When I say “Self-Control”, Who Pops in your Mind First? Teachers or Students?  

“Conflict in enviable, combat is optional” (Time To Teach Concept)


Much has been written about classroom behavior for teachers and students, and effective teaching and learning strategies, but little has been reported specifically about Teacher self-control, in the context of the delivery of instruction.

Perhaps, a close association and/or the new jargon that captures Teacher-self control may be Teacher Mindfulness.  Mindfulness means maintaining a moment-by-moment awareness of our thoughts, feelings, bodily sensations, and surrounding environment.   Mindfulness research is on the rise, and reports the “potential benefits of mindfulness practices for students’ physical health, psychological well-being, social skills, academic performance, and more…and mindfulness may be effective for reducing stress and burnout in teachers and administrators as well.” (Campbell, 2014).

One of the five essential Time To Teach (Classroom Management) components is teacher self-control, because an underlying assumption is that kids job is to challenge teachers!  Teacher self-control is summarized by remaining calm and responding right, and avoiding power struggles by effectively using “diffusers”.  In The Center for Teacher Effectiveness Time To Teach publication “Time To Teach: Encouragement, Empowerment, and Excellence in Every Classroom”, Chapter 3 “Time to Learn from our Frustrations”, states “there is no end to the kind of arguments we can get into with kids if we allow ourselves to take the “debate bait.”  And there is no end to the frustration we can experience if we do, because these are not winnable arguments.”  Teacher self-control, or the lack of teacher self-control, can lead to major frustration, and can be job-threatening or even life-threatening.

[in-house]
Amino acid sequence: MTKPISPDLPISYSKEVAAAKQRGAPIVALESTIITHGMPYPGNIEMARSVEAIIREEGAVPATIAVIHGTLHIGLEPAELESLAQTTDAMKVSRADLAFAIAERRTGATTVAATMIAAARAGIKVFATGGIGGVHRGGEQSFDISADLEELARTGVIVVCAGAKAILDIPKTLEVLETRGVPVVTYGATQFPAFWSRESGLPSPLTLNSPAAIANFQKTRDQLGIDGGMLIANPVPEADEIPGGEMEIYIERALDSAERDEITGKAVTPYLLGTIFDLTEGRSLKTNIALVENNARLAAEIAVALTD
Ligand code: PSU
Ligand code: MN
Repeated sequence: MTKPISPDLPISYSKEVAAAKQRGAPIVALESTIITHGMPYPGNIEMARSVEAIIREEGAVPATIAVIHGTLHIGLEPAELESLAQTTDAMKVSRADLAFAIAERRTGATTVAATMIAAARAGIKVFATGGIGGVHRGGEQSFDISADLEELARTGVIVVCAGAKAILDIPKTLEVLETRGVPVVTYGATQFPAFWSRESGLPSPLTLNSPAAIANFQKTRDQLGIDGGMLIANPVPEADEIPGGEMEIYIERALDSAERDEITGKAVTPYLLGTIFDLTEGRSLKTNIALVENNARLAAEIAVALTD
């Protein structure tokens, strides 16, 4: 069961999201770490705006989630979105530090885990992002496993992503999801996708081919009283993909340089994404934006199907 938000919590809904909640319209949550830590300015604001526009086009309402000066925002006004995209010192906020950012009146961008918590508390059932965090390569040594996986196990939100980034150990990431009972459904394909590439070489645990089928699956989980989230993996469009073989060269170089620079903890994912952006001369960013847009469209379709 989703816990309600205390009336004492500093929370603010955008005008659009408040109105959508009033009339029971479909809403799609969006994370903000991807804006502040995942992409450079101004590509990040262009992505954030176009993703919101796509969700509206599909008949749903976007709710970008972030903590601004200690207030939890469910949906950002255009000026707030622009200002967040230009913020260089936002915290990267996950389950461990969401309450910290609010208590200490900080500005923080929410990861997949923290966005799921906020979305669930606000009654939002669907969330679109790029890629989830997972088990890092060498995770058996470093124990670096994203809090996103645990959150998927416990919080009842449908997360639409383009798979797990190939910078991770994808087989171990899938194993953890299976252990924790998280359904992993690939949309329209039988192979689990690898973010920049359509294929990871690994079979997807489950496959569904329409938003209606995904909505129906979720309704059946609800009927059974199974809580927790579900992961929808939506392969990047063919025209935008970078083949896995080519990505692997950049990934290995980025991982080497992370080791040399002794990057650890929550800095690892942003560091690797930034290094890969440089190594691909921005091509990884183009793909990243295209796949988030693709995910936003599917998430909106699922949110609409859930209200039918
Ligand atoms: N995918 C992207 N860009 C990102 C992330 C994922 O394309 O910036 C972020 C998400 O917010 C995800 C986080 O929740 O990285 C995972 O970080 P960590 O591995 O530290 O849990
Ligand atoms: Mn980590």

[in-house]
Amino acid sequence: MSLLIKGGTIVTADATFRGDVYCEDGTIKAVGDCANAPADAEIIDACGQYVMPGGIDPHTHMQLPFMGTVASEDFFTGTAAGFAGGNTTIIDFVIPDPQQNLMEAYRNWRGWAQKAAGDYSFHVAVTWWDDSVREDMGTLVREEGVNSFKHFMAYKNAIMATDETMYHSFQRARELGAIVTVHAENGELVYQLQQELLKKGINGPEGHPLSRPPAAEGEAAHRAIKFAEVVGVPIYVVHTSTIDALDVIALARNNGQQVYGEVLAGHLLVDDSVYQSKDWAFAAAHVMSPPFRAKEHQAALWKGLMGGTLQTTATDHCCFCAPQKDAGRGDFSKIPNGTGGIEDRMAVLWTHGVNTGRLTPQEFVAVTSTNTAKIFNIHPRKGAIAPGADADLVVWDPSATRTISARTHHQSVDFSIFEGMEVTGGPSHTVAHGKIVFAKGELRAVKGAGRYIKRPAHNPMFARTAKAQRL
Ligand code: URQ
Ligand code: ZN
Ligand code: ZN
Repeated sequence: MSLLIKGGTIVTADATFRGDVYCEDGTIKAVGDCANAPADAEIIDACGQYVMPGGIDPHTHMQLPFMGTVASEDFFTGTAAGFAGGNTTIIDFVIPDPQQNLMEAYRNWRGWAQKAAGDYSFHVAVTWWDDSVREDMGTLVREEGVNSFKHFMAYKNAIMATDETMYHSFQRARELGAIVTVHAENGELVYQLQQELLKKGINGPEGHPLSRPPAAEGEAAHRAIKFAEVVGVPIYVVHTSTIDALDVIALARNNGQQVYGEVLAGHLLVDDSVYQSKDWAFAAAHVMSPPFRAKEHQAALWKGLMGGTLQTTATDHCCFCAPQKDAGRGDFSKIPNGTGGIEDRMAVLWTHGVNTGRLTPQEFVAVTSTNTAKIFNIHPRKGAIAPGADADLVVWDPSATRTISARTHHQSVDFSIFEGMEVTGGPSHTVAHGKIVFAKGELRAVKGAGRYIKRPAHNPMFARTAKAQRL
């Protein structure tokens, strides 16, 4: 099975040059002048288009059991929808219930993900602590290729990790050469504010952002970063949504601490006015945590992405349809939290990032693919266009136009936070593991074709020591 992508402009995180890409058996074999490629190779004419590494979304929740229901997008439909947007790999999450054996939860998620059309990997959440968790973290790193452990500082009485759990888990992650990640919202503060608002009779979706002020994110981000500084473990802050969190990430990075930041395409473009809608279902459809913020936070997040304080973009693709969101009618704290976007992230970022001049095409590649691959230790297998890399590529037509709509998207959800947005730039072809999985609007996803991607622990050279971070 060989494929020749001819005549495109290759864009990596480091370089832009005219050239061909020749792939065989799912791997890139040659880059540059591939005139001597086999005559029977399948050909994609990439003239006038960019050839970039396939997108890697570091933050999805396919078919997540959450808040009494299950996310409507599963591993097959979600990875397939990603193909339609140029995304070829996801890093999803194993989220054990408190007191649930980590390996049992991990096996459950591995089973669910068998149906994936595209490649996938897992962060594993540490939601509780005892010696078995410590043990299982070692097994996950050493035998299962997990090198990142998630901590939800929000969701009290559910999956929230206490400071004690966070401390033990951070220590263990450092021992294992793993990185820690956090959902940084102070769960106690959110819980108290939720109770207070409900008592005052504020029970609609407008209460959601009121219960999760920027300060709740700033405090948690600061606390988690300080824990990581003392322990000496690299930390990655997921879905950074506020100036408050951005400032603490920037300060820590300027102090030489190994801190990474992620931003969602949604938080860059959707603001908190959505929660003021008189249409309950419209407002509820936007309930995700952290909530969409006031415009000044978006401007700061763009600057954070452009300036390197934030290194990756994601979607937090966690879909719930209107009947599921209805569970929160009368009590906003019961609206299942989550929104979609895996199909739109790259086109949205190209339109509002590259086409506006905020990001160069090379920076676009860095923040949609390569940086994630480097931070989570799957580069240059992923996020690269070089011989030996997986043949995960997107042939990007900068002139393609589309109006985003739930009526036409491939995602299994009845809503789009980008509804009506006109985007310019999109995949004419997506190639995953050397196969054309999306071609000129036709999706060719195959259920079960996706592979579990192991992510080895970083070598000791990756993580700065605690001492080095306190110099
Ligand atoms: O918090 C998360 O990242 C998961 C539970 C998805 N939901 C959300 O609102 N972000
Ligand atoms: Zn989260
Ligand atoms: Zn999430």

A recent three-year elementary school study in Nevada that focused on STEM* readiness collected nearly 180 classroom observations that revealed that the Teacher self-control element was the lowest among the teacher attributes observed (unpublished, contact author for more details). However, the underlying assumption made by this staff, as well as in most schools, is that all behavior issues are students and their lack of self-control.   Why is this?   What do you think? And what can be done to strengthen Teacher-Self-Control?

When you are ready to learn more about Teacher self-control and available training, visit our website at www.ogfk12.com

*STEM = Science, Technology, Engineering, and Mathematics

1 Comment

  1. Sue on April 11, 2019 at 6:50 pm

    It is more comfortable for us to blame those kids than ourselves. We are professionals. Kids are only kids and need to learn to obey us.

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